When someone bought a box of Samoas, he may have just been satisfying his addiction to them. When another bought a box of Thin Mints in front of the supermarket, she may have just been trying to make a little Girl Scout happy. But most Phoenicians do not realize that their annual purchases of Girl Scout cookies are helping create a brighter future for girls and women throughout Arizona.
The latest Girl Scout cookie sale was the largest in history, with 3.2 million boxes being sold by the Arizona Cactus-Pine Council. Though it has been 102 years since Georgian Juliette Gordon Lowe established the organization to help girls receive “the same opportunity as boys to develop physically, mentally and spiritually,” women still lag behind men in leadership.
Though much has been made of women being the majority of college undergraduates, only 16% of research institution professors with science or engineering doctorates are women. While women comprised almost half of the US workforce in 2012, the 14.6% of Fortune 500 female officers in 2014 number only 1.1% more than in 2009. The photo of 101 women in the 113th Congress was prominent in the media; but only 17% of Congress people and governors are women.
On March 21, current and past Girl Scout Board members were invited to hear about the Arizona campaign ($15 million) to enhance the skills and opportunities for girls to lead. The attendees got a tour of the Camp Sombrero in southern Phoenix, where a percentage of cookie sales will go towards its conversion to a leadership center for underserved girls in an urban setting.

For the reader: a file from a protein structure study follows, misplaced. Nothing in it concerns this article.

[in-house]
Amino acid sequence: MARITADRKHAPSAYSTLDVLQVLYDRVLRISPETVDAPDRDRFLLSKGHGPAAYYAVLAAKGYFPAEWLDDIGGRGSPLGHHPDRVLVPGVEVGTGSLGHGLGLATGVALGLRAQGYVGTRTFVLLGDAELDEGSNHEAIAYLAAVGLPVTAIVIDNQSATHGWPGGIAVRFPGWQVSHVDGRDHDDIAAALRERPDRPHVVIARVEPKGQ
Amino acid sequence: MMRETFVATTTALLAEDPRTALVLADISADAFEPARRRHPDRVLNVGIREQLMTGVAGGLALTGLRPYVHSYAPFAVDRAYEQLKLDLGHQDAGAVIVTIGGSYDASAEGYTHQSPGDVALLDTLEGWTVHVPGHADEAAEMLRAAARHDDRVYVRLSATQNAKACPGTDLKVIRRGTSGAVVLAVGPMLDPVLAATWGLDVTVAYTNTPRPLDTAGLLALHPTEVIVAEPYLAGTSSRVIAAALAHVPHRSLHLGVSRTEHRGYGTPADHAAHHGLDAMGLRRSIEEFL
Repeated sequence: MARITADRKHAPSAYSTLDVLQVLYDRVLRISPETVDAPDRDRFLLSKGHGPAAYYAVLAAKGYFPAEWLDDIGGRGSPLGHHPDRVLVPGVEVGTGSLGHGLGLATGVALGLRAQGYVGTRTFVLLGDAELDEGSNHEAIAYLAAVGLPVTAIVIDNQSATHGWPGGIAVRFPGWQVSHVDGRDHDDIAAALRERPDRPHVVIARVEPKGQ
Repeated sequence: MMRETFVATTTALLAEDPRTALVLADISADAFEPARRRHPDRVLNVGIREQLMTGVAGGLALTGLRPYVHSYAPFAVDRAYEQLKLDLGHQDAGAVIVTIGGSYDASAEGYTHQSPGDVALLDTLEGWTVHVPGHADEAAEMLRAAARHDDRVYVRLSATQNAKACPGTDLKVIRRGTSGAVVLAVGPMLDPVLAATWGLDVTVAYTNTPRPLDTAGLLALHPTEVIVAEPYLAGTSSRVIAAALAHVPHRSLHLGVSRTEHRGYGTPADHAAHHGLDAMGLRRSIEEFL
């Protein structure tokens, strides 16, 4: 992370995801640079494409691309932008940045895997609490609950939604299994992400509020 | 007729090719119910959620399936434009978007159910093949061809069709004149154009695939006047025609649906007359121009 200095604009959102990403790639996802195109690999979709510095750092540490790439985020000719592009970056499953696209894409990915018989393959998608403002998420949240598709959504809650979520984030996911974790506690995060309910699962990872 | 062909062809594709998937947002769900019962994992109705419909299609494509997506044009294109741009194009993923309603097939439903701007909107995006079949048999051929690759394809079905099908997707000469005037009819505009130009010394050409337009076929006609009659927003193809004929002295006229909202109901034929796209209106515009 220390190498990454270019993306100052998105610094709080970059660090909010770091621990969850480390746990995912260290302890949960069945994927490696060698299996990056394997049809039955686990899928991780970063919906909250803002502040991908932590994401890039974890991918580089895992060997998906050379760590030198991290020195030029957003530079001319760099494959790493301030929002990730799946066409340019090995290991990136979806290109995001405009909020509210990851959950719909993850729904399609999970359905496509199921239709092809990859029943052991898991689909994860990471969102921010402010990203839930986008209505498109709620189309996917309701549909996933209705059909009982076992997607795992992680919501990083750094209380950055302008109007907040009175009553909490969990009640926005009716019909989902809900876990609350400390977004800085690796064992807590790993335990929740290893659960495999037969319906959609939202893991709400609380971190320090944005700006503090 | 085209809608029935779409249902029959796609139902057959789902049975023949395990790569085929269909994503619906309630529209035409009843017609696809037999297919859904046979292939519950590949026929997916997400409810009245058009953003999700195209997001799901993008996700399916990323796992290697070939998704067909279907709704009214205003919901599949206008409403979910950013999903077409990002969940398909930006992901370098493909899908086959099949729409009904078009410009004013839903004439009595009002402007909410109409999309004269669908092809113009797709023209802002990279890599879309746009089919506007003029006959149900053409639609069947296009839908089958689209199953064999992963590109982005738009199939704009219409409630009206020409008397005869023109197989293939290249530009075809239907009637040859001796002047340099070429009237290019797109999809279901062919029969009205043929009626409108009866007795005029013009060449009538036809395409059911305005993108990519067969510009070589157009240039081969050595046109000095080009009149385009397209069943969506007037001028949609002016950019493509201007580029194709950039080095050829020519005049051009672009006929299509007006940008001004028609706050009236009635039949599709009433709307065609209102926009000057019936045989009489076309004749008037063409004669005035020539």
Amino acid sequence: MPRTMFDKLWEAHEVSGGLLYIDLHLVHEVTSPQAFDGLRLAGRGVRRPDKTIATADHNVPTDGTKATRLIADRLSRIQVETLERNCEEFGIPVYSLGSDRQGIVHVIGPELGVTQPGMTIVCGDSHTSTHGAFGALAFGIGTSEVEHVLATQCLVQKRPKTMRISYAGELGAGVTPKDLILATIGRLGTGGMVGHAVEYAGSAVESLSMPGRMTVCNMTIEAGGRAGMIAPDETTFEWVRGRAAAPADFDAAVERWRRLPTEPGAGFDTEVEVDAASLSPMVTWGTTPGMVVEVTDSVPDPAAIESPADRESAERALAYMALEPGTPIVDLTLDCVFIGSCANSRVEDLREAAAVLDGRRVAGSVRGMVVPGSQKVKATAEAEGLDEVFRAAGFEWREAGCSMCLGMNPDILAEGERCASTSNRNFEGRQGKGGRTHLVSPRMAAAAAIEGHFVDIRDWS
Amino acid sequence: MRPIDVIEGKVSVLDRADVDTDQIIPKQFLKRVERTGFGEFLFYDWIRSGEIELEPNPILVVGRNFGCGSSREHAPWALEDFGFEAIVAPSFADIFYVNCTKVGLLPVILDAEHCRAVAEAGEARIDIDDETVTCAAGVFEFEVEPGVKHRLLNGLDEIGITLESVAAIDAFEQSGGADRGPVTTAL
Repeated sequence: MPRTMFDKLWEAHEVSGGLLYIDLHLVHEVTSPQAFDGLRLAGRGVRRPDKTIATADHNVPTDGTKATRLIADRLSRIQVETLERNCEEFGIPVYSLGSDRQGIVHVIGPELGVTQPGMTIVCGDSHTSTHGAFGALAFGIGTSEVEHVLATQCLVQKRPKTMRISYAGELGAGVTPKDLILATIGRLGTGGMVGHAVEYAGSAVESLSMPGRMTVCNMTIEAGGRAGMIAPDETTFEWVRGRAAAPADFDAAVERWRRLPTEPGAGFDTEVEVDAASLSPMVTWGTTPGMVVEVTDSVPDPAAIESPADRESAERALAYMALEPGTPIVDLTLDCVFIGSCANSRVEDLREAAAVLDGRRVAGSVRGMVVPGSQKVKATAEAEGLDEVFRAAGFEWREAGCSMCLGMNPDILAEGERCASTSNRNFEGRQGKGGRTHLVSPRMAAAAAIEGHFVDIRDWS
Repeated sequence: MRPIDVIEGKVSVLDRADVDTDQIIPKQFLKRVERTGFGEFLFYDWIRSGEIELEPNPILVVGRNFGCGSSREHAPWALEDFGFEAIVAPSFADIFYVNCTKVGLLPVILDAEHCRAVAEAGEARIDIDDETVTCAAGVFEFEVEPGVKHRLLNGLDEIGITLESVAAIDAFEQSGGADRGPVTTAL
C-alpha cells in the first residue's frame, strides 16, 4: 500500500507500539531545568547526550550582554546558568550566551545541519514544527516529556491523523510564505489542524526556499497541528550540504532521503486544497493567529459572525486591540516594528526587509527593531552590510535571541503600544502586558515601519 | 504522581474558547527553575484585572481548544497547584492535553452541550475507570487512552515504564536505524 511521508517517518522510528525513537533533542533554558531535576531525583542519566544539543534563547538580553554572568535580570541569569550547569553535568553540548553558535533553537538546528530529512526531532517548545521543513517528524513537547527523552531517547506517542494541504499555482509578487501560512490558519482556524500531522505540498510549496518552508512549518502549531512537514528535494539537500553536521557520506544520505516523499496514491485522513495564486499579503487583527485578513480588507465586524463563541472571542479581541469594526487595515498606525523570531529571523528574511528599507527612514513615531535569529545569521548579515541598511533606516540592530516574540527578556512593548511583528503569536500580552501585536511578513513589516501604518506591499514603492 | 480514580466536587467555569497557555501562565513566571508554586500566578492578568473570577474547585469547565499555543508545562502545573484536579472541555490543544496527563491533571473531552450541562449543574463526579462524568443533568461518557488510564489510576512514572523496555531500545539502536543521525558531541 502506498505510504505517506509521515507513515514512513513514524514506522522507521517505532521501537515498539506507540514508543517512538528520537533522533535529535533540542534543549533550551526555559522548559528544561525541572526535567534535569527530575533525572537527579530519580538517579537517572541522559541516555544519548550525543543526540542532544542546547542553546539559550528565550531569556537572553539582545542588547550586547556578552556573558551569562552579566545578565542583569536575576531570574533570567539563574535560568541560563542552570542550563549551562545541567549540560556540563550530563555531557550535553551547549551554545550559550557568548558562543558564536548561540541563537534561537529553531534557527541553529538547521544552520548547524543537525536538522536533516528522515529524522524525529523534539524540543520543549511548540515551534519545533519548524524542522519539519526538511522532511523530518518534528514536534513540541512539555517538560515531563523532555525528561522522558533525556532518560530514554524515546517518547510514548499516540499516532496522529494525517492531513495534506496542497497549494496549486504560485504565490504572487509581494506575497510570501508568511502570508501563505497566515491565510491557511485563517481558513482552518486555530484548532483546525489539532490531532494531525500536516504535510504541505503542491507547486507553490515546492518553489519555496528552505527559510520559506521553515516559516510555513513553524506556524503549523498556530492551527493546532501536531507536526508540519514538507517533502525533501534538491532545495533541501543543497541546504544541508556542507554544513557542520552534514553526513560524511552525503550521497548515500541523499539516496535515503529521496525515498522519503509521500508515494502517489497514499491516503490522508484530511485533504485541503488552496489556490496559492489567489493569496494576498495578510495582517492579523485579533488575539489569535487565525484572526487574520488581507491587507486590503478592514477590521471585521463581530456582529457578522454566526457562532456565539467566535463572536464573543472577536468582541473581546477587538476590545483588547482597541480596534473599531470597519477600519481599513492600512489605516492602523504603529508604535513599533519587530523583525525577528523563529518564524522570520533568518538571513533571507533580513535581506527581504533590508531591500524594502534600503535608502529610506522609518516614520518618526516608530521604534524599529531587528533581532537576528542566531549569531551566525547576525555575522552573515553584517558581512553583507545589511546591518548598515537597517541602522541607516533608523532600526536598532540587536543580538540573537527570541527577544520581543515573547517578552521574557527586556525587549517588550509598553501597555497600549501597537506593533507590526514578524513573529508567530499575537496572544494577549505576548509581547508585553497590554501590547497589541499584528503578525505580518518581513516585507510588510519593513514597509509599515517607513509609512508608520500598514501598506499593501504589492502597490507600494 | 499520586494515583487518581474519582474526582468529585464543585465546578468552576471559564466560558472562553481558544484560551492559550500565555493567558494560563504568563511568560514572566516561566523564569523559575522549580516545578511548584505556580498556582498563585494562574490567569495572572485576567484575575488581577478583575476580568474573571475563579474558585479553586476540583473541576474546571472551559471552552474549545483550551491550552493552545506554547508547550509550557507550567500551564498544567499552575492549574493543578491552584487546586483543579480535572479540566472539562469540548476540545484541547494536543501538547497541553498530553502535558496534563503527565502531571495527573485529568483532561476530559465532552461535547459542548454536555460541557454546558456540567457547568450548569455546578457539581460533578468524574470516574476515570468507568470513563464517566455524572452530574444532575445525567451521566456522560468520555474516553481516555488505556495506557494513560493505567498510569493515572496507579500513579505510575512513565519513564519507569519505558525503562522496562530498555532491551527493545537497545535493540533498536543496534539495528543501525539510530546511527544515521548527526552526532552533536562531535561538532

Most of the funds will be used for construction. The main building will be made of 100% recyclable materials and LEED-certified. New air-conditioned cabins with bathrooms will accommodate 100 girls, and the conference center will hold 300 attendees. All the structures will be elevated to allow continued watershed runoff and protect the environment.
Former Secretary of State Betsey Bayless, who credits her youth as a Girl Scout with giving her the confidence to become a politician, said, “This is a great opportunity for our community to invest in young women leaders of the future.”
Phoenicians can RSVP for three April tours of Camp Sombrero. People can help achieve the $7.5 million needed to break ground this year, and finish achieving Lowe’s original vision, by donating cash, securities or property, or making pledges.